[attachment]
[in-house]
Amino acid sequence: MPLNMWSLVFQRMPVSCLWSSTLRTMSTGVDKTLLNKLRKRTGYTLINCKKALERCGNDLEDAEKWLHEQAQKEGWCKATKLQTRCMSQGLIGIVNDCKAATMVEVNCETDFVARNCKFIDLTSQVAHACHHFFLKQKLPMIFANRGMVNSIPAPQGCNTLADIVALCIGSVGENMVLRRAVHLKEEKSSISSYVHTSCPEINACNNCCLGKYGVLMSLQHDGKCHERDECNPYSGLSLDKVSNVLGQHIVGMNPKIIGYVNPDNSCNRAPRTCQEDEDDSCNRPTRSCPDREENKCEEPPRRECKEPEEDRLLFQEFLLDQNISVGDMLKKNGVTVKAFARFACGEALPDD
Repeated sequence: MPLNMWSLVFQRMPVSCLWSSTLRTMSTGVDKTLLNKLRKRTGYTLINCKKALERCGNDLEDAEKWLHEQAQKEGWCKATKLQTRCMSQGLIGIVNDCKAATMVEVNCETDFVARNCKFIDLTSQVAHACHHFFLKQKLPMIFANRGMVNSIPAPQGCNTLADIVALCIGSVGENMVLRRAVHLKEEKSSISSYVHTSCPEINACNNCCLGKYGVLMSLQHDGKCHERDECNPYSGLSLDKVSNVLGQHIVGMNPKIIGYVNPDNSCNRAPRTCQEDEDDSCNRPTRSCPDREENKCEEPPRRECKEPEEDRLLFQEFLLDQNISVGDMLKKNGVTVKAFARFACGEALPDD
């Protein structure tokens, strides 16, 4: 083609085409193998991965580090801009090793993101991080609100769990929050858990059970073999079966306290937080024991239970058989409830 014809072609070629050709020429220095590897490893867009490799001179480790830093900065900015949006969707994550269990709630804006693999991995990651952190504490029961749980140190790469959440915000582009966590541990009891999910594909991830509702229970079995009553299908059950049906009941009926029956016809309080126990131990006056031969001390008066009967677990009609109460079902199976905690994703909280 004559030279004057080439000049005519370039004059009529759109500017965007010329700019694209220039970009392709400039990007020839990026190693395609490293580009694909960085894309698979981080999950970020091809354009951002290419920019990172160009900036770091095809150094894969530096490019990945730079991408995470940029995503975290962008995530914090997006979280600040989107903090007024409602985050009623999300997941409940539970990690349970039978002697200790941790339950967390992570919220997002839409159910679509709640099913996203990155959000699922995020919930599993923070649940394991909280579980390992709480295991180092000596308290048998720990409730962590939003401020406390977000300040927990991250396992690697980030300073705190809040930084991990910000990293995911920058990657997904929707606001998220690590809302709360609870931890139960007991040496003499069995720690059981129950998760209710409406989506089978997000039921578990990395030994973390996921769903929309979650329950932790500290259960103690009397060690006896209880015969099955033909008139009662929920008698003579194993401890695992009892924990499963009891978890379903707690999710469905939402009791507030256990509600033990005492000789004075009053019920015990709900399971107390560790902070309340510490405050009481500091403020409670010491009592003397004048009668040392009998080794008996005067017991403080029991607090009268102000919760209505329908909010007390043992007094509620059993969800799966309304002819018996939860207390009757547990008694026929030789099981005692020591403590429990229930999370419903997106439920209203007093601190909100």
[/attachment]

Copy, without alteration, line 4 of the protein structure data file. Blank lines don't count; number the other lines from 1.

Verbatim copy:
């Protein structure tokens, strides 16, 4: 083609085409193998991965580090801009090793993101991080609100769990929050858990059970073999079966306290937080024991239970058989409830 014809072609070629050709020429220095590897490893867009490799001179480790830093900065900015949006969707994550269990709630804006693999991995990651952190504490029961749980140190790469959440915000582009966590541990009891999910594909991830509702229970079995009553299908059950049906009941009926029956016809309080126990131990006056031969001390008066009967677990009609109460079902199976905690994703909280 004559030279004057080439000049005519370039004059009529759109500017965007010329700019694209220039970009392709400039990007020839990026190693395609490293580009694909960085894309698979981080999950970020091809354009951002290419920019990172160009900036770091095809150094894969530096490019990945730079991408995470940029995503975290962008995530914090997006979280600040989107903090007024409602985050009623999300997941409940539970990690349970039978002697200790941790339950967390992570919220997002839409159910679509709640099913996203990155959000699922995020919930599993923070649940394991909280579980390992709480295991180092000596308290048998720990409730962590939003401020406390977000300040927990991250396992690697980030300073705190809040930084991990910000990293995911920058990657997904929707606001998220690590809302709360609870931890139960007991040496003499069995720690059981129950998760209710409406989506089978997000039921578990990395030994973390996921769903929309979650329950932790500290259960103690009397060690006896209880015969099955033909008139009662929920008698003579194993401890695992009892924990499963009891978890379903707690999710469905939402009791507030256990509600033990005492000789004075009053019920015990709900399971107390560790902070309340510490405050009481500091403020409670010491009592003397004048009668040392009998080794008996005067017991403080029991607090009268102000919760209505329908909010007390043992007094509620059993969800799966309304002819018996939860207390009757547990008694026929030789099981005692020591403590429990229930999370419903997106439920209203007093601190909100």